Saturday, June 22, 2013

Apple... Tree



Many of you know from my updates on facebook and twitter, that my days/weeks are spent in care and visits to my ailing mother. (story here)

Her life has been one far beyond anything I could ever hope to cover here, and she has remained a woman that to this day, is intriguing and unpredictable.

One constant, however, and all six of her children would agree, is the very first image we see in our minds when we think of her.


Fashion hound.

In a lace-up number on the far right.

 Fashion queen.
 
The one looking straight at the camera.

Fashion slave?

She is on the right, and her beautiful face here kills me.

  Never.

In soft grey with spring green underneath. Never would have thought of that.

She was always one dressed in what she found to be fashionable, and her taste? Seeing her from my child's eyes convinced me that you are born with style know how and if not, you can try to learn it, but it is an essence, a predisposition and a whimsical gift that you recognize instantly on someone as innate or *book-learned.*

The soft grey suit again, this time paired with a confident stare.

My mother was not *book-learned* with her sense of style. Had any of us ever had the chance to skip into her dreams at just the right timed moment, we'd find her floating in gowns and sheaths straight from the pages of Vogue magazine.


From a time when Red Revival, gold hoops, and two hair combs were all you needed.


19 years old in a classic plaid skirt and bored stance.


The brothers as handsome as their sister.


My mother is on the left in black and a strand of pearls, my father is crouched below. My aunt looks on.



My mother on the left, in three different plaid patterns, and yet... it works.


It is with this knowledge of my mother, armed with the technicolor memories of her platform sandals and silk neck scarves, that make me smile when I walk into her room where she is now, in an assisted living center, and she looks up to see me arriving in ankle cuffed jeans, a black T shirt, Converse tennis shoes, and her first words to me are "Your pants, they could be farmer's. And is that T shirt your husband's? Are you here without earrings and how pale you look with no lipstick."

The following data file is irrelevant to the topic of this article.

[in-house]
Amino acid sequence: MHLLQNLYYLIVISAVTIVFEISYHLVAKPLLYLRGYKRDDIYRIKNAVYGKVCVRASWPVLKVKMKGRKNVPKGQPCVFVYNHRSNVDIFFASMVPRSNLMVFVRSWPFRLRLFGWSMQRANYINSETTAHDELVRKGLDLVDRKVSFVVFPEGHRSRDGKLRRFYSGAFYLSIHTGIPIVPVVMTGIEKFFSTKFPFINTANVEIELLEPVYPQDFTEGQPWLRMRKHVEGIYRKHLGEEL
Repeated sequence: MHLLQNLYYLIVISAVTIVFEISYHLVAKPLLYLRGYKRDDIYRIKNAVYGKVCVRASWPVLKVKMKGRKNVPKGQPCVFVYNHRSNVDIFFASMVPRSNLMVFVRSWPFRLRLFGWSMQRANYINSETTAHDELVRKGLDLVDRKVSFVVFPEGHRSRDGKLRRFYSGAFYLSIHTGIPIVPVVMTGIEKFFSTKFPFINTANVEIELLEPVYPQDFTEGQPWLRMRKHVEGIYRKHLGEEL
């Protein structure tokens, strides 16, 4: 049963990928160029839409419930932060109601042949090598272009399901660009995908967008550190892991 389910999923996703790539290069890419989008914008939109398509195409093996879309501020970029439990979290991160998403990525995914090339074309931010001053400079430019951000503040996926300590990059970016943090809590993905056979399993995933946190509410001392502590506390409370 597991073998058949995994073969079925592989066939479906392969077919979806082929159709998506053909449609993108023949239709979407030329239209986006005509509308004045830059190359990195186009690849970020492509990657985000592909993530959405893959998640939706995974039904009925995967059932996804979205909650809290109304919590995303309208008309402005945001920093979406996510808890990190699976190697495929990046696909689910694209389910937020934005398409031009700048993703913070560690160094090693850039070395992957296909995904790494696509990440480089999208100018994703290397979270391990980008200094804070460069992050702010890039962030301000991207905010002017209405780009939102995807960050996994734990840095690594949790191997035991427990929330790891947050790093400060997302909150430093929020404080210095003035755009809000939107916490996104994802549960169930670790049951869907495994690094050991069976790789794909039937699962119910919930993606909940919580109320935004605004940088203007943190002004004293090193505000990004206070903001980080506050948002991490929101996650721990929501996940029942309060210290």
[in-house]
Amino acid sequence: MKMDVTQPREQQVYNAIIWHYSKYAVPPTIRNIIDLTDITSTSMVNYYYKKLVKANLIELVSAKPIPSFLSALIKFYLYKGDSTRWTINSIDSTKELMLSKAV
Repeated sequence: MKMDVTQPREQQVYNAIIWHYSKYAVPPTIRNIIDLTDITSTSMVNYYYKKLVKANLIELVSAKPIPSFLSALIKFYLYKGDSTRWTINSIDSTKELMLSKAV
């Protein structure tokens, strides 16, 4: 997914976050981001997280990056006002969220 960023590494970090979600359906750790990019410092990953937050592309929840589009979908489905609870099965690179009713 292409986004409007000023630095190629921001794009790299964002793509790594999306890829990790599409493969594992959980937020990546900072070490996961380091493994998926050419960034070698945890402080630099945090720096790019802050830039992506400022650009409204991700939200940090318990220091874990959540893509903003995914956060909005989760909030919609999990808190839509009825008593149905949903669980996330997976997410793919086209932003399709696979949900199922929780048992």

I will miss this. 

And more than missing these words, I will miss the voice that reminds me of the stock I come from.

* * * 

30 comments:

  1. Once we come to accept and/or understand, we realize what we will miss. My grandmother did not interrupt my talking today to ask if the sun spot on my upper cheek was permanent...something felt off. Such beautiful pictures! Thank you for sharing!

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    1. Any posts on your grandmother, andrea? I'd love to see them.

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  2. hugs...lots of emotion in those words...
    your mom is a beautiful woman...
    and its hard to think on the last days of our parents...
    its hard...T lost her mom a few years ago...

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    1. You're a good friend, B. Thank you.

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  3. Lovely post. I love the old pictures of your mother. She certainly has taste.

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    1. I love old photos, Lovelyn. Especially black and whites.

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  4. I really enjoyed the pictures, I clicked on them so that I could get a better look, and then I re-read what you wrote.
    Her personal presentation was part of the standard she set for herself.
    Please listen to your mother and stop wearing farmer's pants in public.

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    Replies
    1. Thank you, Susan. I was so happy when we found them.

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  5. She is beautiful. As are you. xo

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    1. Thank you, Alison. I"d love to see any photos you have...

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  6. Some woman are just born knowing how to dress! I'm not one of those women.

    I LOVE these photos!

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  7. Make that "women" dang it!

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  8. This tugs at my heart, Alexandra. I am more like you in the fashion sense - definitely NOT innate (and barely learned). But you have that innate inner beauty, which counts for so very much.